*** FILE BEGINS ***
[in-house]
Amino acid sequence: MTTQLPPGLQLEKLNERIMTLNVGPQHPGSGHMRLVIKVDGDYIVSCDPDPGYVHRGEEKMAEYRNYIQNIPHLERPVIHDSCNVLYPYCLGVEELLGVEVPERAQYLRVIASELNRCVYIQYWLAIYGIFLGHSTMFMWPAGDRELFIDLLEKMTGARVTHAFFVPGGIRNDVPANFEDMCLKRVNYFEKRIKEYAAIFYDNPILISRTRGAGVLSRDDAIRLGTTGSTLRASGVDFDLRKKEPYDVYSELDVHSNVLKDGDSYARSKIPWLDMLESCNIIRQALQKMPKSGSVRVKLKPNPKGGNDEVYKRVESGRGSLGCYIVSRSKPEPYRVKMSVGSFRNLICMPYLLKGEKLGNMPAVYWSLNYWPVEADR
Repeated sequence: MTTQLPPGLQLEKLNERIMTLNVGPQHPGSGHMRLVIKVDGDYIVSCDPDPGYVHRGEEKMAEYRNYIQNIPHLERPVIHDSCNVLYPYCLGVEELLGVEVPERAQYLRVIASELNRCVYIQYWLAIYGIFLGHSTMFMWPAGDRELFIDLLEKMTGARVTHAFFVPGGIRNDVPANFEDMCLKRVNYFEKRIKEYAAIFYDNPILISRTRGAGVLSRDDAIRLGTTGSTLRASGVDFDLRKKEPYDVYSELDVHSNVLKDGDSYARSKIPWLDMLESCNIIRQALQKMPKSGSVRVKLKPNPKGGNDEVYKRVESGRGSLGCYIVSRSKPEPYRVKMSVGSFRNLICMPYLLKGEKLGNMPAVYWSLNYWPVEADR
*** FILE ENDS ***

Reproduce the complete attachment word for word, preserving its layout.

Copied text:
[in-house]
Amino acid sequence: MTTQLPPGLQLEKLNERIMTLNVGPQHPGSGHMRLVIKVDGDYIVSCDPDPGYVHRGEEKMAEYRNYIQNIPHLERPVIHDSCNVLYPYCLGVEELLGVEVPERAQYLRVIASELNRCVYIQYWLAIYGIFLGHSTMFMWPAGDRELFIDLLEKMTGARVTHAFFVPGGIRNDVPANFEDMCLKRVNYFEKRIKEYAAIFYDNPILISRTRGAGVLSRDDAIRLGTTGSTLRASGVDFDLRKKEPYDVYSELDVHSNVLKDGDSYARSKIPWLDMLESCNIIRQALQKMPKSGSVRVKLKPNPKGGNDEVYKRVESGRGSLGCYIVSRSKPEPYRVKMSVGSFRNLICMPYLLKGEKLGNMPAVYWSLNYWPVEADR
Repeated sequence: MTTQLPPGLQLEKLNERIMTLNVGPQHPGSGHMRLVIKVDGDYIVSCDPDPGYVHRGEEKMAEYRNYIQNIPHLERPVIHDSCNVLYPYCLGVEELLGVEVPERAQYLRVIASELNRCVYIQYWLAIYGIFLGHSTMFMWPAGDRELFIDLLEKMTGARVTHAFFVPGGIRNDVPANFEDMCLKRVNYFEKRIKEYAAIFYDNPILISRTRGAGVLSRDDAIRLGTTGSTLRASGVDFDLRKKEPYDVYSELDVHSNVLKDGDSYARSKIPWLDMLESCNIIRQALQKMPKSGSVRVKLKPNPKGGNDEVYKRVESGRGSLGCYIVSRSKPEPYRVKMSVGSFRNLICMPYLLKGEKLGNMPAVYWSLNYWPVEADR